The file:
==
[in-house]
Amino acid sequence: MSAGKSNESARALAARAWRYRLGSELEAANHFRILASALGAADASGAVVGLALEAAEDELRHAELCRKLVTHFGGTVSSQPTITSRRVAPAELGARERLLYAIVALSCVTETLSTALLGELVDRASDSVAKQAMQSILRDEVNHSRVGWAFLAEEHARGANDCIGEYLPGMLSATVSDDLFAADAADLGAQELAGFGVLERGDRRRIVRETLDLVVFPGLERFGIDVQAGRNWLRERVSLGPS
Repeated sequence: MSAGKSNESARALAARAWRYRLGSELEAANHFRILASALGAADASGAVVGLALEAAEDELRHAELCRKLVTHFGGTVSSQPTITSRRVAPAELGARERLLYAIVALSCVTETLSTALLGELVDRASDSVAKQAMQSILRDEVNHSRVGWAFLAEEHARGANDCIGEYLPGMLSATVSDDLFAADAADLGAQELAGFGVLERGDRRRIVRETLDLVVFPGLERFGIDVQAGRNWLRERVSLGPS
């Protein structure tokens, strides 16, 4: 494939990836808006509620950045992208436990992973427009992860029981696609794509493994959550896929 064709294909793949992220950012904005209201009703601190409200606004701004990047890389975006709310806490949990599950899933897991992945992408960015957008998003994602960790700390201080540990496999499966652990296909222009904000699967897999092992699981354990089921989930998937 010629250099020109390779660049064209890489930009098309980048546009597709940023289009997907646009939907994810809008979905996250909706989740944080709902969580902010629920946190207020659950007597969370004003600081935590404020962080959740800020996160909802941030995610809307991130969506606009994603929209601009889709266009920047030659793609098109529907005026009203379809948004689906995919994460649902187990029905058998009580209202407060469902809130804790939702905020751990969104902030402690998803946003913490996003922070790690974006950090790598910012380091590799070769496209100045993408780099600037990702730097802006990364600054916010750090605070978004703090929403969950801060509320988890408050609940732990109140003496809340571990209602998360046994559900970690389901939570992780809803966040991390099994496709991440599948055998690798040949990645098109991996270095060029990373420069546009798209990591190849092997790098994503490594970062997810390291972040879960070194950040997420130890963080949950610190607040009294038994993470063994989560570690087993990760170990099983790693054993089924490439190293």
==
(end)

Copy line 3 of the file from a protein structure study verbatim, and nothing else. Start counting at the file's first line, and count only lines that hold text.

Repeated sequence: MSAGKSNESARALAARAWRYRLGSELEAANHFRILASALGAADASGAVVGLALEAAEDELRHAELCRKLVTHFGGTVSSQPTITSRRVAPAELGARERLLYAIVALSCVTETLSTALLGELVDRASDSVAKQAMQSILRDEVNHSRVGWAFLAEEHARGANDCIGEYLPGMLSATVSDDLFAADAADLGAQELAGFGVLERGDRRRIVRETLDLVVFPGLERFGIDVQAGRNWLRERVSLGPS